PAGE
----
I’ve been accused on occasion of being a next steps junkie. What can I say, I get wrapped up in something, and I want to know what’s next. So, it’s no surprise that I think the best webpages are those that have a next step. What do I mean?
I just finished reading the latest blog post from Wegmans Organic Farm. Courtney the intern had a fabulous trip to a local Virginia farm and had loads of great facts and pictures about their yummy produce. By the end of the post I could almost taste those tomatoes, and thankfully, she ended with a link to a recipe for tomato salad. Great next step.
Another example: a theater review article in City Newspaper gives ticket information at the close, along with a link to the theater website, so you can buy tickets.
And of course, the obvious, if you tell me about a product, also link me to where I can buy it. Cnet does an especially nice job of this even though they’re not the ones making the sale (phone example).
That said, next steps don’t always make sense. Latest example – epicurious and their new wine widget. Here’s the idea: they pair several wines with each recipe, and give you links to buy it (for shipping). Here’s where it falls down: if you’re like me, you look up a recipe the day you want to make it. By the time you order wine and it’s delivered, the meal is long gone. What would be really cool, is if they linked you to your local wine shop for the sale, instead. Nice business arrangement there, too.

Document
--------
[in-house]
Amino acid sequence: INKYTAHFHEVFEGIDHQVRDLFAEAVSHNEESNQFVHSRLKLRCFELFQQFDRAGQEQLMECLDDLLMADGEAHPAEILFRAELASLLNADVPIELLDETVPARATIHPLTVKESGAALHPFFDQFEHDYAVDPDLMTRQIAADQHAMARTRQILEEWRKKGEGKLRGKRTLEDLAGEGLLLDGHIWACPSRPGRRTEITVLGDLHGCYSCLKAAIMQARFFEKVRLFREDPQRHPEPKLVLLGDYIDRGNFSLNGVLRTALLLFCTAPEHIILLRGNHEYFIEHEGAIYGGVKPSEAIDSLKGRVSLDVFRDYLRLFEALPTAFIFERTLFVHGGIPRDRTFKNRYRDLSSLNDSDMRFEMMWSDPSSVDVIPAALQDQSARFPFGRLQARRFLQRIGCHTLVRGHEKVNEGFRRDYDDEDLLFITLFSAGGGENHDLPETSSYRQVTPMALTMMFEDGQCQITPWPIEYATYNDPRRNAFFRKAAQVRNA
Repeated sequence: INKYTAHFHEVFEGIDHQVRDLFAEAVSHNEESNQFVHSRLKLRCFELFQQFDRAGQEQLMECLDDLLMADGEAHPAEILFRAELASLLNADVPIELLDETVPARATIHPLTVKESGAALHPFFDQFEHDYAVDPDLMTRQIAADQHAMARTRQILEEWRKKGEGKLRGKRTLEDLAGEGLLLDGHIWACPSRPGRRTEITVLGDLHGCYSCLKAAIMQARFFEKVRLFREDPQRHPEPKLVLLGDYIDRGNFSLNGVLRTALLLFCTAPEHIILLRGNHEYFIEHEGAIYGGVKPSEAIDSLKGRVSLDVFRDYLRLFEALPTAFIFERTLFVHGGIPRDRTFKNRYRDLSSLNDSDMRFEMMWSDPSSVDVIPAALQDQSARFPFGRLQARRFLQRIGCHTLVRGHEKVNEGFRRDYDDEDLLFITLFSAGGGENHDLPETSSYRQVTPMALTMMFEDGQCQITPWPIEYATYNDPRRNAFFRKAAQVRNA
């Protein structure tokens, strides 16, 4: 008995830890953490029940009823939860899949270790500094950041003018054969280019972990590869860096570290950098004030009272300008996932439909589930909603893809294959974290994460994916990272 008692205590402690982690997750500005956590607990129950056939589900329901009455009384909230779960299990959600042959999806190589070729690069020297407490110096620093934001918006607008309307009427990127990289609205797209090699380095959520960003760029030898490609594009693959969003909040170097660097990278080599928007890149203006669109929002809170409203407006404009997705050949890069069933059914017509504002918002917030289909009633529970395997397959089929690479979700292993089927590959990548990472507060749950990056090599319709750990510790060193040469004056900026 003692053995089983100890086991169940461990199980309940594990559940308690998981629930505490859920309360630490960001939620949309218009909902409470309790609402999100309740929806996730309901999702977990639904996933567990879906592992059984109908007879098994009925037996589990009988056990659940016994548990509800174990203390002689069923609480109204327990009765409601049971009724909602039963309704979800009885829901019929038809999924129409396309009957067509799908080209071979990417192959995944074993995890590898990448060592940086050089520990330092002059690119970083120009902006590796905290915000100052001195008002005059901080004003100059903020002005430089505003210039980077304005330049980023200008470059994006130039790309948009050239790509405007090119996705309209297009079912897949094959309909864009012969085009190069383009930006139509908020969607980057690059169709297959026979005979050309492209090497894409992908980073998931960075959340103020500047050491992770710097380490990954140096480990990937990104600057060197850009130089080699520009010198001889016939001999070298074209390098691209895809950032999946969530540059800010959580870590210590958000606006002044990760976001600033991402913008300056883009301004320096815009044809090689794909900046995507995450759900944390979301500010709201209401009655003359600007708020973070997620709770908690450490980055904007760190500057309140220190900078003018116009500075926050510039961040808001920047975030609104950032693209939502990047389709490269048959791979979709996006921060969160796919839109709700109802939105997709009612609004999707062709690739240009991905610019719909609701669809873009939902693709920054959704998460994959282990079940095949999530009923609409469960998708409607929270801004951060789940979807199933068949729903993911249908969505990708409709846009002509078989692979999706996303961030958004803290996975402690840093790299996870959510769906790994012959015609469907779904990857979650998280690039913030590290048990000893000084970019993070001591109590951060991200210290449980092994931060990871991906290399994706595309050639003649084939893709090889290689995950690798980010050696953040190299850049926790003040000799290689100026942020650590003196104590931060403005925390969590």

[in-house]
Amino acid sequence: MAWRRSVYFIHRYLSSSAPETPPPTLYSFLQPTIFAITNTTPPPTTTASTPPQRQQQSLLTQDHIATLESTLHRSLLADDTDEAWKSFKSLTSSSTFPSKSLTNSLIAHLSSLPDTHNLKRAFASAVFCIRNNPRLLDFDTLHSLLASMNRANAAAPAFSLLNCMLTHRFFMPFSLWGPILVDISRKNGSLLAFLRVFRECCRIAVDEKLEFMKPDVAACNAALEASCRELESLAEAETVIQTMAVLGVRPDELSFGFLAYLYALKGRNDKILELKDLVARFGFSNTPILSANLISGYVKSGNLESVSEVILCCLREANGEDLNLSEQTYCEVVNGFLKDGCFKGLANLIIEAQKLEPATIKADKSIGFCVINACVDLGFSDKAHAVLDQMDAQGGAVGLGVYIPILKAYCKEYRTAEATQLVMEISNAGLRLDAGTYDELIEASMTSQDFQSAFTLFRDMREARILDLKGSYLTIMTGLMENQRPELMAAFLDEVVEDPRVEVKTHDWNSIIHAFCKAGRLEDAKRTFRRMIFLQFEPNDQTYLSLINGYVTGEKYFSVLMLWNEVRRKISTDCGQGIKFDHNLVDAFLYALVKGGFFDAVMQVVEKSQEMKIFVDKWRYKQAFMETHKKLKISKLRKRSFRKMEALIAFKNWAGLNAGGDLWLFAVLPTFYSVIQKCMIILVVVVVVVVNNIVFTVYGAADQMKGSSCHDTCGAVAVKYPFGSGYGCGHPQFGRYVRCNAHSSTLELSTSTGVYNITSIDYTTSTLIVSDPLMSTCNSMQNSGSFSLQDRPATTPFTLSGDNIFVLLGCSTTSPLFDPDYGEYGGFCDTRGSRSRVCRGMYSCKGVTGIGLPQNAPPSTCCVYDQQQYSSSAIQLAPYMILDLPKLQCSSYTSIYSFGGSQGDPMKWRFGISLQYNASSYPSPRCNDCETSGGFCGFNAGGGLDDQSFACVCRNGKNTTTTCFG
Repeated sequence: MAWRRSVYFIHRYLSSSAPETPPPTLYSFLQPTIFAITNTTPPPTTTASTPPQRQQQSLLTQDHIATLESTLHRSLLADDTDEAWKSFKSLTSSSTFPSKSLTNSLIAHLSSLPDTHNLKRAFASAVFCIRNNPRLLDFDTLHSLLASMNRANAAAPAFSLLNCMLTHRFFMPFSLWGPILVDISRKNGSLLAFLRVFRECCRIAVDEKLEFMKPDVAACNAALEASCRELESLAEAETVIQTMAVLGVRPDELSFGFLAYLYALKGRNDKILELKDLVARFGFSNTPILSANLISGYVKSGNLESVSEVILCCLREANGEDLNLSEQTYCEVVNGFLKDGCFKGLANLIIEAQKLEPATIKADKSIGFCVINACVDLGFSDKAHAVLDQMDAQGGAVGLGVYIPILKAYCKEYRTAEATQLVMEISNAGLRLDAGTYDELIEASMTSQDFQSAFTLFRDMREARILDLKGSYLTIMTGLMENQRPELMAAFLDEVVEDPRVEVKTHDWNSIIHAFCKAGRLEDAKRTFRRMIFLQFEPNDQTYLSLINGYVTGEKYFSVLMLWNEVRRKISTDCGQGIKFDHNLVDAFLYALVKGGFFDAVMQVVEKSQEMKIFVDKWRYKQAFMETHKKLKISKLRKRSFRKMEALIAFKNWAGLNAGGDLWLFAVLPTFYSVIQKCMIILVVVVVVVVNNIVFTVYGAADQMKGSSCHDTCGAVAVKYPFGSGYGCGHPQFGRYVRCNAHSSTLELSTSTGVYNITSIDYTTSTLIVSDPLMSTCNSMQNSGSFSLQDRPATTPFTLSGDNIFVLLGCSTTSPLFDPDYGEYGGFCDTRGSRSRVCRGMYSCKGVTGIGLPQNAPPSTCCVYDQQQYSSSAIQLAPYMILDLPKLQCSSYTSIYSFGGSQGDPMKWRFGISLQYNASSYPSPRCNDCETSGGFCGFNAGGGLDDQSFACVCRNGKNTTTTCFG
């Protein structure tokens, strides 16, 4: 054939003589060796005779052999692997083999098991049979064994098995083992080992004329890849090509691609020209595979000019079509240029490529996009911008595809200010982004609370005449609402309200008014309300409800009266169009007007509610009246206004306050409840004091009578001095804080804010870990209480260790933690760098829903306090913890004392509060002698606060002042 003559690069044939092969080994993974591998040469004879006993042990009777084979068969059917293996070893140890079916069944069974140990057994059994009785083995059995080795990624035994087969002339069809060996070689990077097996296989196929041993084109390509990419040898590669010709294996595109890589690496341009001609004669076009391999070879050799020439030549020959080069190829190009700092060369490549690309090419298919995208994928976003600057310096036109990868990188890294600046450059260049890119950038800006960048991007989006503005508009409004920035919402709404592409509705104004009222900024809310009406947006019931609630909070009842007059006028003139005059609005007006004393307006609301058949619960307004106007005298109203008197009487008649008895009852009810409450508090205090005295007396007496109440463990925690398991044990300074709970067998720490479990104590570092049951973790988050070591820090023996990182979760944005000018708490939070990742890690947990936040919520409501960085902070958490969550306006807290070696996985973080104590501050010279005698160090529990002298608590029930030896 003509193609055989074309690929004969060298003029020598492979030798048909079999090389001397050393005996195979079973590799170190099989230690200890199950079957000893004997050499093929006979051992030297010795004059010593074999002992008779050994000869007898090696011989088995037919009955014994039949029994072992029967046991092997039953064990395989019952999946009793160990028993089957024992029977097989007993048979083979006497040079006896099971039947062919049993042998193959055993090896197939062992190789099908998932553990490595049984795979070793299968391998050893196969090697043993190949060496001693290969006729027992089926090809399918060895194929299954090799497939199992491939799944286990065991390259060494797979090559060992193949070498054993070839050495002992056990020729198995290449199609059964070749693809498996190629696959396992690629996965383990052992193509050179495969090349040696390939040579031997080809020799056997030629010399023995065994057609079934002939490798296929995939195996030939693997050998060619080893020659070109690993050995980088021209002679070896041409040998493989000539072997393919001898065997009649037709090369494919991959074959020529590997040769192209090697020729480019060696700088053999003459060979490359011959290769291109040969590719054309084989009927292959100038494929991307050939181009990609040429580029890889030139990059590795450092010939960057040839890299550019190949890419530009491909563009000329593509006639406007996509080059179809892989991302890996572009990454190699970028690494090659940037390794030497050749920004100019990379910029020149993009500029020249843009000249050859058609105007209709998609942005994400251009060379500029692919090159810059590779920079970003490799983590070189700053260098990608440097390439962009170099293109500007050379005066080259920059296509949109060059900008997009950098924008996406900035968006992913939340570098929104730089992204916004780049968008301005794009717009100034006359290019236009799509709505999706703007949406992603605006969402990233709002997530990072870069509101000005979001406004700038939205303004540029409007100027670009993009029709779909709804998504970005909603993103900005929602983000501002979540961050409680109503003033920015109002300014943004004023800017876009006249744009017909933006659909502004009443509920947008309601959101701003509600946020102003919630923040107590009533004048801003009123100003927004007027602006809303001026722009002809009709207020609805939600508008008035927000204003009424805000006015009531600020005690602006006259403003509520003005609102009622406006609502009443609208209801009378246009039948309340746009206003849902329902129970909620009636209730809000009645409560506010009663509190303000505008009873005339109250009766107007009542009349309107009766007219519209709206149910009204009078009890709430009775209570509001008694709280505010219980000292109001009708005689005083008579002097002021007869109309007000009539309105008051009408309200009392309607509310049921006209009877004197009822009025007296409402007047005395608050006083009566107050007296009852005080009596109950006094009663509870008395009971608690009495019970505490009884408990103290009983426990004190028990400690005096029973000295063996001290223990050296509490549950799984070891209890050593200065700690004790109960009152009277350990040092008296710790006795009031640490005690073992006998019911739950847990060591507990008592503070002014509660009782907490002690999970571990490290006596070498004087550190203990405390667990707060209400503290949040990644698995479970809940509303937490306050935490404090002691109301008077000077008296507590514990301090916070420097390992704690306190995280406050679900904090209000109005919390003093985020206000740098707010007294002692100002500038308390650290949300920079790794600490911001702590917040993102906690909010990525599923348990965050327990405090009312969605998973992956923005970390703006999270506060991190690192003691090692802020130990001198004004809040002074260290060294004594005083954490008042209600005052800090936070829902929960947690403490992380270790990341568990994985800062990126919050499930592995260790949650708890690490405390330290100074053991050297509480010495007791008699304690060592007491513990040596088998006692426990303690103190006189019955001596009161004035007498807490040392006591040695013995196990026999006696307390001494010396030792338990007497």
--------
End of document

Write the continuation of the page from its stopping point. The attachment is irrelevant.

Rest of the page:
My point is that no matter what message you’re trying to convey to your website visitor, you can always win points by anticipating their next move, and making it easy. It’s good usability, and good business.
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